Chapter 1: Lost for Words; a brief meditation on the peculiar challenges posed by thinking and talking about language, both in terms of grammatical analysis and wider comparative or historical linguistic studies.
Chapter 2: Caught in the Web of Words: The Company We Keep; a concise overview of the odd place of English in the family of Indo-European languages that will consider;
- the concept of 'Indo-European' and how it revolutionised the study of languages since the eighteenth century.
- where English sits in the family tree of European languages and its anomalous status as a fundamentally Germanic language substantially hybridised by its many contacts with other language groups over the centuries
Chapter 3: Your Roots are Showing; a brief account of the Germanic tribes later known as the Anglo-Saxon and their colonisation of the Roman province of Britannia that will consider
- small number of loan-words of Celtic origin in MnE, suggesting little cultural mingling between the Britons and the invaders
- evidence of surviving Germanic vocabulary in MnE: importance and significance of core vocabulary
- a very brief account of some of the distinctive features of OE phonology, vocabulary and grammar
Chapter 4: Angels and Angels: The Conversation of the Anglo-Saxons and the Latin Factor. Abrief account of Gregory the Great's dispatch of a mission under St Augustine of Canterbury in 597 to convert the Anglo-Saxons, its success, and its major consequences, including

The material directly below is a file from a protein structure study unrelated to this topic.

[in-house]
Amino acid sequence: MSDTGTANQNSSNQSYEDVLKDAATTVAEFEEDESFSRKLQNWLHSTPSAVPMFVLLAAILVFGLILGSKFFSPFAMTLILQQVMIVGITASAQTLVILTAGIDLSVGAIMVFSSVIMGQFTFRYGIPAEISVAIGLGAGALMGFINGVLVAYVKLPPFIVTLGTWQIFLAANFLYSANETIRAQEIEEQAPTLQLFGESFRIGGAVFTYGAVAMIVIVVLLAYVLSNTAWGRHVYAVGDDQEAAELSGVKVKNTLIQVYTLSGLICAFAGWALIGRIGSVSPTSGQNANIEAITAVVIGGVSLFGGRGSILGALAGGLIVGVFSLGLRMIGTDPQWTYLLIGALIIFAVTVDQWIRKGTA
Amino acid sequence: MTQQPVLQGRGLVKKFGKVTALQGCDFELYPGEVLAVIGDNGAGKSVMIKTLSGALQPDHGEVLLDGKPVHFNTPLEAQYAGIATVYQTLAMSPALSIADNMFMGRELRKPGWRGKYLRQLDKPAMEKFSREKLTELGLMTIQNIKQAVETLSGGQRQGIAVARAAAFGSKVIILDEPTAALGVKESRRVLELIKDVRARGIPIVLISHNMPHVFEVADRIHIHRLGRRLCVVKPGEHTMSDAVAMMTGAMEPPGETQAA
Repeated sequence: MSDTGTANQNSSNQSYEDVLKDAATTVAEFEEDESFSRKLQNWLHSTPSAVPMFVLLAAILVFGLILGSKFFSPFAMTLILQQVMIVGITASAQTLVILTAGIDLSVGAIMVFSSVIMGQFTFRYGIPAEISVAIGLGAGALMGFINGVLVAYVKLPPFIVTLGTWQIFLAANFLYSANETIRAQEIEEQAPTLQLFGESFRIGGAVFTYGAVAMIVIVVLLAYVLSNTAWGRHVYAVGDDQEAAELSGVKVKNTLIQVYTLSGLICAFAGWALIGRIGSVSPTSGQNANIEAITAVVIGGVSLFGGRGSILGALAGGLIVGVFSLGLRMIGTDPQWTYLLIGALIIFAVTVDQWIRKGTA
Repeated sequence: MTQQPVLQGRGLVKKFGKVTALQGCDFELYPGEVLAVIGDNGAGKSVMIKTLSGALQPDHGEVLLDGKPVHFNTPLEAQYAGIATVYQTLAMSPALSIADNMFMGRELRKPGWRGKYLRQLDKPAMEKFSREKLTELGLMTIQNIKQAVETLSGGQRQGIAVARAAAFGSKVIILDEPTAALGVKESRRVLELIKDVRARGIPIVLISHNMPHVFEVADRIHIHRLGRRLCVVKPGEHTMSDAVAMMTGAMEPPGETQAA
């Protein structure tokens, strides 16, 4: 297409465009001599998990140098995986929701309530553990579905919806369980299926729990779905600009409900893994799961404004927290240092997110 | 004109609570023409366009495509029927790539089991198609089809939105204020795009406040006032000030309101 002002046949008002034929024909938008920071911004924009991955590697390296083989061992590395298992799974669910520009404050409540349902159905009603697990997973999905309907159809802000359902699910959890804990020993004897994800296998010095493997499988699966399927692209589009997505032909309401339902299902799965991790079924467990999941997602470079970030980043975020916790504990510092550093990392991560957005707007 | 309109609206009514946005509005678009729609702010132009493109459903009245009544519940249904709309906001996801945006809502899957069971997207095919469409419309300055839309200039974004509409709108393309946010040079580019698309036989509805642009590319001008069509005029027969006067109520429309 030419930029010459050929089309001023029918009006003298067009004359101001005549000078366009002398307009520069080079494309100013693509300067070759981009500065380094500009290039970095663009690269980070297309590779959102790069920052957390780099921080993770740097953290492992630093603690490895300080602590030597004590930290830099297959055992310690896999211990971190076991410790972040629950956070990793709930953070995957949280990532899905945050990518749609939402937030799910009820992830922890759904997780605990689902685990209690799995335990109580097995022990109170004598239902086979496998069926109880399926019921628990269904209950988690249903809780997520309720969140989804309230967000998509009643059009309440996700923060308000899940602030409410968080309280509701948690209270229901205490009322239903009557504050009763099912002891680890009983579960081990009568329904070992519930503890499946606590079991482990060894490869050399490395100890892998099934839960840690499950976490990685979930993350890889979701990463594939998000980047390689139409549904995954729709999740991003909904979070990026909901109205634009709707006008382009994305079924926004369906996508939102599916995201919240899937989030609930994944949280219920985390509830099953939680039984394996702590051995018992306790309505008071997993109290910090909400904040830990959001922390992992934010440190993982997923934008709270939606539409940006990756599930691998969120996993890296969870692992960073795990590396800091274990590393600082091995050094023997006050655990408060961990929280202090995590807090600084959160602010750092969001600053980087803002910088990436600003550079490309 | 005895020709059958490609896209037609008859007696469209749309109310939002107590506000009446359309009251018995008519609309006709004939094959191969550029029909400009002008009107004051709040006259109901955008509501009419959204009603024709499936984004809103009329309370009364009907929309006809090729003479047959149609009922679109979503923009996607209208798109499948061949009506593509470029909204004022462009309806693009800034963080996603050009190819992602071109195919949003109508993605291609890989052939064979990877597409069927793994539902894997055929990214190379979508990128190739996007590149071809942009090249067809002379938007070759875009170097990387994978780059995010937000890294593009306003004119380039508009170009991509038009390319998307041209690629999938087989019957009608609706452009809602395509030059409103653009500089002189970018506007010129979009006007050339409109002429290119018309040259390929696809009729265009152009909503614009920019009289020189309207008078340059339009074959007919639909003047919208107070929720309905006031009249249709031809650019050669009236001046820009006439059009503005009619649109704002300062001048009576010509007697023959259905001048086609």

- the introduction of monastic culture and the scriptorium
- the impact of the new technology of written text (w/ informing parallels to the present-day (IT revolution)
- beginnings of English prose-composition in chronicle and homily, but also the composition of vernacular religious poetry following native tradition and style
- selective borrowing of Latin loan-words in distinctive contexts
Chapter 5. No Horned Helmets, Please: We're Real Vikings. A brief account of the Scandinavian adventurers who began to conduct incursions into Anglo-Saxon England from the late 700's and their language, closely related to Old English, which will consider
- the relatively equal social status enjoyed by both languages (very different from the large differences of power, authority, and prestige that distinguished Old English from Latin and, later, Norman French)
- the impact of Old Norse on Old English in place-names and certain pronouns
- other vocabulary (e.g. doublets such as skirt/shirt and skip/ship)
Chapter 6. All Change, Please: Enter the Normans. After a concise account of the Norman conquest of Anglo-Saxon England, this text will offer a brief account of its immediate social and political repercussions, with special emphasis on what impact these had on the abruptly demoted English language. Topics include;
- the changed social landscape, with an imported Norman aristocracy wielding most power
- acceleration of changes already taking place
- How MnE vocabulary can reflect the tense relations between the mucky Saxon peasant and the haughty Norman baron - the impact of social register on semantics.
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